Keeping A-Rod fresh for the long haul


Photo credit: Frank Franklin II/AP

Once upon a time, Alex Rodriguez was the very model of perfect health. From 2001-2007, he averaged 159 games and hit .304/.400/.591 with 329 home runs. Once upon a time, Alex Rodriguez wasn’t 34 and didn’t suffer from hip problems. Oh, to be young and an All Star again.

Over the past few years, we’ve seen A-Rod suffer through some injuries. He hurt his leg in 2008; he underwent hip surgery in 2009. Since June 9, A-Rod has seen game action just once, and he had to pull himself in the 2nd inning with hip pains. The team diagnosed his injury as tendinitis, and after much rest, A-Rod says he wants to play tonight.

The decision last night to rest A-Rod for at least another game didn’t sit well with many pundits. Even though Jorge Posada left Sunday’s affair complaining of a sore foot and was due for a turn in the designated hitter role, with Roy Halladay on the mound, the team could have put its best lineup forward with Posada, healthy enough to catch, behind the plate and A-Rod as the DH. The Yanks’ bats made the point moot by the third inning, but the Yanks seemed to be playing A-Rod’s injury close to the vest.

As with many decisions the team needs to make, this one had a good reason behind: Alex Rodriguez is still owed a lot of money by the Yankees for a lot of years, and although the team has to play to win this year, it also must be mindful of the money it has invested in A-Rod. Once 2010 ends, the Yankees will still have to pay A-Rod $164 million over the next seven years. Although the megadeal A-Rod signed in the halcyon days of 2007 is front-loaded, an average annual value of $23.4 million for a player who will be playing his ages 35-41 seasons is simply immense.

We could debate the A-Rod contract for the next seven years. Based on his WAR value numbers, A-Rod’s last deal with a steal, but he has yet to outplay his new contract. As he continues to age and as his offensive numbers — and in particular, his home runs — continue to dip, the contract will look just as bad as it did on Day One. Even when A-Rod as a 39-year-old in 2015 is making just $21 million, it’s hard to see A-Rod’s production outweighing his salary, and since signing the new deal, he hasn’t topped 138 games in a single season.

The Yankees know this. In fact, they knew it from the start, and this knowledge is why I believe Hank Steinbrenner has taken a silent back seat to the goings-on in the Bronx. Armed with this knowledge, the Yanks could either push A-Rod into the ground now by playing him against the Astros and Phillies in a mid-June game or they could sit him for an extra day or two to ensure that hip conditions, often known to be degenerative, do not stunt his career or the team’s investment.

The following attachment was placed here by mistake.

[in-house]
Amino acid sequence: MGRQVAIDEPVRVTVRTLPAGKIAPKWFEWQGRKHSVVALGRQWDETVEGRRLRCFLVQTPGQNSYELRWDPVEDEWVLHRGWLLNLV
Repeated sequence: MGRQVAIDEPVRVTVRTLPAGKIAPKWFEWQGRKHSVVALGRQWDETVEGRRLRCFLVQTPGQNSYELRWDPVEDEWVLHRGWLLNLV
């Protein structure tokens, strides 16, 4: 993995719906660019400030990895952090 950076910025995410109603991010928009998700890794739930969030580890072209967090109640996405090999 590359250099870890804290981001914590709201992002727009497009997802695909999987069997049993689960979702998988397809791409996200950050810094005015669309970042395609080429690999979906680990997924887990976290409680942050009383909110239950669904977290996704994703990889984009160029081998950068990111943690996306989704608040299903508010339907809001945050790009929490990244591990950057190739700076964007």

Once upon a time, the Yankees almost signed Albert Belle to a five-year deal that would have been worth upwards of $80 million. It would have made Belle the highest paid player, and the similar deal the slugger in fact signed with the Orioles did just that. Two years later, Belle had to retire because of a degenerative hip condition. Belle’s injuries and A-Rod’s aren’t similar, and A-Rod shouldn’t be forced out of the game at an early age because of his leg woes. Yet, the Yankees know how fragile these injuries can be, and while it’s easy to get up in arms over A-Rod’s resting, it’s all about protecting a very long-term investment. Seems like a good idea to me.

Categories : Injuries


  1. Speaking of Belle, when his degenerative hip did force him out of the game with 3 years and 37M left on the deal, insurance policies the O’s took out covered most of that money. I’d imagine we’ve done the same with ARod, so if he did totally break down and retire with 3-5 years left on the deal, we probably wouldn’t be totally screwed.

    Not saying we should run him into the ground or anything, though.

  2. Steve H says:

    If A-Rod is forced out of the game early due to injuries, at least insurance would cover it. That would be a better solution than getting 100 games a year out of him for 5 or 6 years at $20 mil/year. Not that I hope it happens, and while age is a factor, A-Rod certainly takes care of himself and I think he’ll have bumps and bruises, but there’s nothing that says he definitively will suffer injury after injury.

    • Chris says:

      Are we certain that the Yankees have insurance on his contract? I remember hearing somewhere that it has become more and more difficult to get insurance on the contracts of older players.

  3. nsalem says:

    What pundits did the decision not to play him sit well with??

  4. Guest says:

    If we get four more really good/great years out of alex and three mediocre to bad, win a couple of championships, during the period, etc., what does that mean for his contract?

    I think we can all agree that no matter what, it was a very bad contract if for no other risen than we outbid ourselves. No one was going to come close to giving him what we gave him.

    However, if we pay him seven years to get four more really good/great years, maybe then the contract goes from atrocious to merely “ill-advised.”

    • Without running the numbers, I’d say there’s a very good chance the Yanks end up overpaying A-Rod by at least $100 million and that’s not counting his HR-milestone performance bonuses. A-Rod will have to defy age and get better a la Bonds as he enters his late 30s for this to be even an ill-advised deal.